Training AI algorithms, therefore, may be a continuous process where a user's behavior may adapt in response to the newly deployed business rules. Thus, it may be advantageous to have a common development and deployment platform shortening the time sufficient to train and deploy AI algorithms. This may allow the operators of the business transaction site to stay ahead of the changing behavioral patterns to prevent the patterns deemed undesirable. An adapting framework may be easily tailored per geographic region or per policy.
In some example embodiments, two modes may be utilized: a training mode and a scoring mode. The training mode may learn from the past and build models trying to predict behavior patterns based on the action taken by the participants. The scoring mode may apply the model to the real life transaction data trying to predict qualities in interest. The technology may allow frequent “retraining” of AI algorithms and rapid deployment using a single platform for training and scoring.
The AI algorithms used may include any number of deterministic algorithms. Additionally, these AI algorithms may utilize Case-Based Reasoning, Bayesian networks (including Hidden Markov Models), Neural Networks, or Fuzzy Systems. The Bayesian networks may include: Machine Learning Algorithms including Supervised Learning, Unsupervised Learning, Semi-Supervised Learning, Reinforcement Learning, Transduction, Learning to Learn Algorithms, or some other suitable Bayesian network. The neural networks may include: Kohonen Self-Organizing Network, Recurrent Networks, Simple Recurrent Networks, Hopfield Networks, Stochastic Neural Networks, Boltzmann Machines, Modular Neural Networks, Committee of Machines, Associative Neural Network, Holographic Associative Memory, Instantaneously Trained Networks, Spiking Neural Networks, Dynamic Neural Networks, Cascading Neural Networks, Neuro-Fuzzy Networks, or some other suitable Neural Network.
In some example embodiments, some type of advanced statistical methods may be utilized. These methods may include the use of Statistical Clusters, K-Means, Random Forests, Markov Processes, or some other suitable statistical method or algorithm. One or more of these advanced statistical methods may be used to create the AI based model.
In one example embodiment, a single common development and deployment platform is implemented wherein an AI algorithm is used to process a data stream in real time. The result of this processing is that certain patterns are recognized without the need for a-priori training of the AI algorithm. As applied within the context of rating of transactions involving human participants, such an AI algorithm would be able to prevent certain undesirable transactions at the first instance of being encountered, as opposed to after the undesirable transaction has occurred. Thus, when a change in a pattern emanating from a real time data stream is detected by the AI algorithm, a decision could be made as to whether the change represents a desirable or undesirable transaction.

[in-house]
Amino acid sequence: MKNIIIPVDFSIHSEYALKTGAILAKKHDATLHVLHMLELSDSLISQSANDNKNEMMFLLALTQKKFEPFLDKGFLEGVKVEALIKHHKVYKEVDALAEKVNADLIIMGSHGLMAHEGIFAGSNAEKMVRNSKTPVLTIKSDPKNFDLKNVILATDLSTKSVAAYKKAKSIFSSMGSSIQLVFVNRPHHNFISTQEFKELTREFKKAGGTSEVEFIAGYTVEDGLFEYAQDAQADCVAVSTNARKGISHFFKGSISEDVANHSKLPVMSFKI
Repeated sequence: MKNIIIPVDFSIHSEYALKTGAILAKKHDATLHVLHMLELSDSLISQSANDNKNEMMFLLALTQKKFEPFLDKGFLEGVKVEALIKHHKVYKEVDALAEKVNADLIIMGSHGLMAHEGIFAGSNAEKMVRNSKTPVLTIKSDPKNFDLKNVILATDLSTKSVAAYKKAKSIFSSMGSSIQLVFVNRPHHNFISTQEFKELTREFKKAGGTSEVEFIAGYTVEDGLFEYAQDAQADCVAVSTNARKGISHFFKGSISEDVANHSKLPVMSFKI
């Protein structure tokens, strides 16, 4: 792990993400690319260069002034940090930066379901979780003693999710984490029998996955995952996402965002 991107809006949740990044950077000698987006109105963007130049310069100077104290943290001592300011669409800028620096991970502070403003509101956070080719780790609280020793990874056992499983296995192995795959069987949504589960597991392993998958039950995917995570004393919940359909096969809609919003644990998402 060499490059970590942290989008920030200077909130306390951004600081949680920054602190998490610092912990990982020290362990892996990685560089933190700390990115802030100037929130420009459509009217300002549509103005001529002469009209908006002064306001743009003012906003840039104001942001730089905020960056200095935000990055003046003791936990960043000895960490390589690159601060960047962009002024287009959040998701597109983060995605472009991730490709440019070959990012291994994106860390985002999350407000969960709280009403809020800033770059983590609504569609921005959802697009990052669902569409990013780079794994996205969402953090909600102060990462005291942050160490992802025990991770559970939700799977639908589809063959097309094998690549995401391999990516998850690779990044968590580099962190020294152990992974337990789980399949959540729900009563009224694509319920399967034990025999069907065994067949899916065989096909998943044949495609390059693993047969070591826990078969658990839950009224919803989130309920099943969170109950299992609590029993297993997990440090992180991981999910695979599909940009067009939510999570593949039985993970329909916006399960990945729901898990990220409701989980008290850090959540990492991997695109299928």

The technology described herein may be utilized anywhere a user behaviour may need to be analyzed to determine possible deviations and the deviations classified in terms of importance. The technology may be applicable in any field concerned with the prediction of behavior based on historical data when behavioural patterns change rapidly, and the data may need to be analyzed quickly. In some embodiments, it may be determined that neural network AI algorithms are a better fit for the task at hand. In some example embodiments, different AI algorithms may be interchangeable within the development framework. As already mentioned above, in some example embodiments, the neural network may be more suitable in following rapidly changing patterns.
In some example embodiments, the development to deployment time may be reduced significantly because speed of the deployment may be more valuable than accuracy of classifications of behavioural patterns. Instead of waiting to determine, based on the actual results of transactions, whether a transaction was undesirable and then train the AI algorithm, it may be important to make a prediction and start training the AI algorithm as soon as possible. The technology may include a machine learning application that is used in a business setting where the goal is to constantly adapt business rules by identifying changing patterns. Therefore, the speed with which an AI algorithm used to train the data may be deployed may become more important than the accuracy of the predictions made. In some example embodiments, the technology may be utilized for a nearly instantaneous development to deployment cycle. A common platform utilized for the development and deployment may be tuned for faster development and deployment in a business setting.
The network 110 may be a network of data processing nodes which is interconnected for the purpose of data communication. In some example embodiments, the business transaction module 120 may be a server processing e-commerce transactions. The e-commerce transactions may comprise buying and selling of products or services over electronic systems such as the Internet and other computer networks. A wide variety of commerce may be conducted electronically. The transactions may include transfer of funds, supply chain management, Internet marketing, online transaction processing, electronic data interchange, automated inventory management, and automated data collection. The electronic commerce may use the World Wide Web (WWW) at least at some point in the transaction's lifecycle, although it may comprise a wider range of technologies. The transactions may include electronic commerce conducted for “virtual” items such as access to premium content on a website or in a computer-based simulated environment intended for its users to inhabit and interact via avatars.